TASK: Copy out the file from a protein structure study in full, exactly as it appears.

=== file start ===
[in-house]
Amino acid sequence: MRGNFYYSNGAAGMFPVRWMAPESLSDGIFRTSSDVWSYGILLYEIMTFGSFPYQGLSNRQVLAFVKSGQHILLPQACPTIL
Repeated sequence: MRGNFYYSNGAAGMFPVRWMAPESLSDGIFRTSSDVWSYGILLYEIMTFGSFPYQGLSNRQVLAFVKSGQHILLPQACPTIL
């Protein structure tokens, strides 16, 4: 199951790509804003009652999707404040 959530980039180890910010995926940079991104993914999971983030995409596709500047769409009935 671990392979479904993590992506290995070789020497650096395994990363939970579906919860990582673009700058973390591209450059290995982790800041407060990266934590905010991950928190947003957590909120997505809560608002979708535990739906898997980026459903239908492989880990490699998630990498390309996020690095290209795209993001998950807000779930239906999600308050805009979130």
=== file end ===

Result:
[in-house]
Amino acid sequence: MRGNFYYSNGAAGMFPVRWMAPESLSDGIFRTSSDVWSYGILLYEIMTFGSFPYQGLSNRQVLAFVKSGQHILLPQACPTIL
Repeated sequence: MRGNFYYSNGAAGMFPVRWMAPESLSDGIFRTSSDVWSYGILLYEIMTFGSFPYQGLSNRQVLAFVKSGQHILLPQACPTIL
């Protein structure tokens, strides 16, 4: 199951790509804003009652999707404040 959530980039180890910010995926940079991104993914999971983030995409596709500047769409009935 671990392979479904993590992506290995070789020497650096395994990363939970579906919860990582673009700058973390591209450059290995982790800041407060990266934590905010991950928190947003957590909120997505809560608002979708535990739906898997980026459903239908492989880990490699998630990498390309996020690095290209795209993001998950807000779930239906999600308050805009979130």